There seemed to be nothing special about Saturday, June 16, 2012, when Annapolis High School art teacher Ana Duhon and her mother went out shopping for a Father’s Day gift. Until Ana passed out.
When her mother couldn’t awaken her 35-year-old daughter, she called 911. Ana’s heart had suddenly gone into ventricular fibrillation, a quivering rhythm in which no blood is pumped from the heart. Her brain was starving for oxygen, she was in cardiac arrest and without immediate treatment she would die.
Paramedics performed CPR and shocked her heart, but her rhythm remained erratic. When she arrived at AAMC, her heart was pumping only approximately 15 percent of the blood it normally should. Interventional cardiologist Scott Katzen, MD, ruled out a coronary blockage—something he could have fixed immediately in the Cardiac Catheterization Lab. He knew he needed to do something fast.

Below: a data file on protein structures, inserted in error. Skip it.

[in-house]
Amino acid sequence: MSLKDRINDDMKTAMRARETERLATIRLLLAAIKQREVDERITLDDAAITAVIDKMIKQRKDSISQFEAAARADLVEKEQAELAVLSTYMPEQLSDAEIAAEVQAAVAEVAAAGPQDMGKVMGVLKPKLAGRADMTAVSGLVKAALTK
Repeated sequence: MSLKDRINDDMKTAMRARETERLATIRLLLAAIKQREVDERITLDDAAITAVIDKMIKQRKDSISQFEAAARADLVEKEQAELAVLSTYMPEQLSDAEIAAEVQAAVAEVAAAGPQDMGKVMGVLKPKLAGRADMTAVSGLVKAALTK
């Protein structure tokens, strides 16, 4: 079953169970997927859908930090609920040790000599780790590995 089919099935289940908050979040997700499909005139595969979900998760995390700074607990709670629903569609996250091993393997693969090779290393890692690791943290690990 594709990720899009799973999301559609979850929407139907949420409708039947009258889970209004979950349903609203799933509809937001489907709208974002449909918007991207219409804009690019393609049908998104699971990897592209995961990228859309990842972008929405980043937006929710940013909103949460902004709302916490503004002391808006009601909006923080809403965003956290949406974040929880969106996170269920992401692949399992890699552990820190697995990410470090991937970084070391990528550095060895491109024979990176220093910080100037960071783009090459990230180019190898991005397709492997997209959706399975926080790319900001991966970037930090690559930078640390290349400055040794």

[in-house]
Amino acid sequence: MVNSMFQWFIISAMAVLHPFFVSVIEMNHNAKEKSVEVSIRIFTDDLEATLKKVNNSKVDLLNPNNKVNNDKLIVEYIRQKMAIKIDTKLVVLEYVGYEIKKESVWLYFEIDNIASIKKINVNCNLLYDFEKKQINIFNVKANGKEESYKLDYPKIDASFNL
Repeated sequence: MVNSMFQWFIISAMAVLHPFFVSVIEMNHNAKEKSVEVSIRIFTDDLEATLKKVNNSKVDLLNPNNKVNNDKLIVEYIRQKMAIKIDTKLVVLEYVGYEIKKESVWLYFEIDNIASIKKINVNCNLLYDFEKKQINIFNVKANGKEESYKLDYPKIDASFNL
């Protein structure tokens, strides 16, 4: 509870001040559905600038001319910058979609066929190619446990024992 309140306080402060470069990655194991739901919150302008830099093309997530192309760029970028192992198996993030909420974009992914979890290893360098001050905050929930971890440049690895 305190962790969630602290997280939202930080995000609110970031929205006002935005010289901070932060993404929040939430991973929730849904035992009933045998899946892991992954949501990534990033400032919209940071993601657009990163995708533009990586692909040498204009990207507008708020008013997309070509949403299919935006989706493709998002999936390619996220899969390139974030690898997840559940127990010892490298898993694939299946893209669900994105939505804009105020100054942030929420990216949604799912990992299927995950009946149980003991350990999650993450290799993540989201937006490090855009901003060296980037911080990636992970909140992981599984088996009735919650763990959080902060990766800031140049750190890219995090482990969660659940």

“We decided to perform therapeutic hypothermia in which we cool the body down to slow the metabolism,” said Dr. Katzen. “Studies show that when proper circulation returns to the body, recovery can be improved if you can slow the metabolism of the brain and all the organs.”
Intensivist Sjoerd Beck, MD, cooled Ana’s body temperature with a specialized cooling blanket available at AAMC until doctors were able to return her heart rhythm to normal. As doctors gradually re-warmed Ana’s core temperature, her body was able to recover, and her life is returning to normal. It’s still unclear why Ana’s heart failed, but fortunately, the cardiac care and therapeutic hypothermia she received saved her heart, her brain and all of her vital organs.
“I feel lucky to be here,” Ana said. “To spend time with my four-year-old son, to be raising him, and to be able to teach again.”